Quality county roads aid agriculture; broadband could do the same

  • Published: Friday, Feb. 7, 2020

There is a lot of talk about the importance of affordable and high-quality broadband Internet access in rural America. While on the Greene County Commission Ag tour Sept. 25, 2019, one farm family shared about how the lack of broadband negatively impacts their farm.

One could say that broadband is the new “road” for agriculture and has the potential to change life on the farm nearly as much as electricity did in the early part of the 20th century.

The whole discussion of rural Internet access got me to thinking about something that pre-dates broadband and electricity: roads.

There was a day when the need for better quality roads to get farm products to market was widely discussed. We nearly take this for granted in Greene County.

The Greene County Highway Department is responsible for maintaining about 8,000 acres of right of way divided into two districts. Within this right of way lies about 2,500 lane miles of roadway, 217 bridges, and 672 box culverts. 

Greene County remains one of only three counties in the state where all of the rural farm roads are paved. It is a point of pride for county officials but also very important for rural businesses.

“I have to commend the county for how they maintain the roads,” said Dawn O’Connor, owner of Sac River Stables and s stop on the recent County Commission Ag Tour. “When the river floods and debris piles up along the bridge down here, the county gets on it. Even in the winter, even after a bad winter storm, we can normally get out on the roads in about one day.”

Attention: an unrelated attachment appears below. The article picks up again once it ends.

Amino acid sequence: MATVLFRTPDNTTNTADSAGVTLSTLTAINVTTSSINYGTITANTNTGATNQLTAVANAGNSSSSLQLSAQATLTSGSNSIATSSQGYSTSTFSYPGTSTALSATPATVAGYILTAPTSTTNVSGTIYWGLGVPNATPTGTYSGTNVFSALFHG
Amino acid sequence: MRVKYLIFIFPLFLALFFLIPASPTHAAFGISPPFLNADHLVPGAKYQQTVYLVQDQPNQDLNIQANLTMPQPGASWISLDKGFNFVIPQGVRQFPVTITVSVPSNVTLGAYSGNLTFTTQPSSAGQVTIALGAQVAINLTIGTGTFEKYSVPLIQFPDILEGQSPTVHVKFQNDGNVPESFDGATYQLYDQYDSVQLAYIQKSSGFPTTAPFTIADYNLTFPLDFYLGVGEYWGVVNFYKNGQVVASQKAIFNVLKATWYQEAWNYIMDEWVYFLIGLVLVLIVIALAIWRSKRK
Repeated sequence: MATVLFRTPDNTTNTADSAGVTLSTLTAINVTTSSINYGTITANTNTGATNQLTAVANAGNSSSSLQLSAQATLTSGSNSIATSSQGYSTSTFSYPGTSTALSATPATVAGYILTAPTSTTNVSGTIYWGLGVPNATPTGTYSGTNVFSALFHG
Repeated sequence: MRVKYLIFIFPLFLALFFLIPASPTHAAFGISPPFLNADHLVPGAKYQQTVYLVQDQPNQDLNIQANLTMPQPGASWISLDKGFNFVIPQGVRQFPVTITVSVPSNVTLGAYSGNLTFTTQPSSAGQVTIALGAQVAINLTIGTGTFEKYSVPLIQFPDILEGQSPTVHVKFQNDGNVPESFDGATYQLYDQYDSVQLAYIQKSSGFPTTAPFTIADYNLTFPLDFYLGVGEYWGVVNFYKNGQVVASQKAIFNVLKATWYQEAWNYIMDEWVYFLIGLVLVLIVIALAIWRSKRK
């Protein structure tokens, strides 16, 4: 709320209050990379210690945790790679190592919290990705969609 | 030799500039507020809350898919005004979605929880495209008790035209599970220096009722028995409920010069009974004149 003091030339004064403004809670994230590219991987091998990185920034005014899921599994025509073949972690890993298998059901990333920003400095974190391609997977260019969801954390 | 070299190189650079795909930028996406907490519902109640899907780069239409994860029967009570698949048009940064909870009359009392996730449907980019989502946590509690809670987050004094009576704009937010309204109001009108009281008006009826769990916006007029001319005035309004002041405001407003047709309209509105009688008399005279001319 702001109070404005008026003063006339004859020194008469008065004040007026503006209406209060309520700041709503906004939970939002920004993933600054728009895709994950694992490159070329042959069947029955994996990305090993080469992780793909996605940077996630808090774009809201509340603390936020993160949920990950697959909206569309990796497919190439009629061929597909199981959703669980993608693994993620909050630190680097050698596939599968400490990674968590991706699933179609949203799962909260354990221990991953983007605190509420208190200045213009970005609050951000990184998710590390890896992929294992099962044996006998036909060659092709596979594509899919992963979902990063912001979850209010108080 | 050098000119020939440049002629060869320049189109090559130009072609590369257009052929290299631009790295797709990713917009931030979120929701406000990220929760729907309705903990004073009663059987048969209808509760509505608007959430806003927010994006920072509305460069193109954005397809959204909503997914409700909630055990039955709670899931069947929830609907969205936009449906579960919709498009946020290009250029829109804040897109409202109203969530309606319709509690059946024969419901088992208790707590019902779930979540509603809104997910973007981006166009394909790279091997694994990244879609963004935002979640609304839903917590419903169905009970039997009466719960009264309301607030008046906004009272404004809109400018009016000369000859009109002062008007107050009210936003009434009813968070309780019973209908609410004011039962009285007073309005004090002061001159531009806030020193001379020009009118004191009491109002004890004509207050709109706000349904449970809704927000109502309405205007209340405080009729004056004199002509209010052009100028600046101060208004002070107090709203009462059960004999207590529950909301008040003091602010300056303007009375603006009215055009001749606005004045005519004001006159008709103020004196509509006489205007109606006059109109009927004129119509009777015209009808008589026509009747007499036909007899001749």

Highway Department employees perform many duties to keep the roads open and accessible to farmers who need to move their products to market. 

A search online provides numerous research studies highlighting the importance of quality roads for the farmer and lamenting the lack of those roads in Kenya, China, India and other places.

This connection between roads and agriculture is one reason why the Missouri Farm Bureau (MOFB) continues to voice its support for increasing investment in rural roads and bridges. 

Missouri Farm Bureau President Blake Hurst recently spoke to the Missouri Highway and Transportation Commission in support of increased funding for rural freight corridors, also known as “farm-to-market” roads and bridges. 

Hurst said, “Missouri agriculture is the economic engine of rural Missouri, generating over $88 billion in annual sales for our state. Today’s farmers haul heavy loads of grain, timber, cotton and other products on our rural roads and bridges. Our rural infrastructure needs to be built to support modern agriculture.”

By state ranking, Missouri is third in the nation in number of road miles, and 33rd in population. That’s a lot of road miles, and the cost per person is high.
There were also 186 Missouri traffic crashes involving farm equipment in 2018. In those crashes, seven people were killed and 66 were injured.

Farming continues to play a vital role in Missouri’s economy, history, and identity. Getting electricity to the farm a century ago improved farm production. Quality roads are vital to agriculture production. I believe we can say the same about rural access to broadband. It is no longer merely a “want” for today’s farmer; it is a need.
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Writer: David Burton

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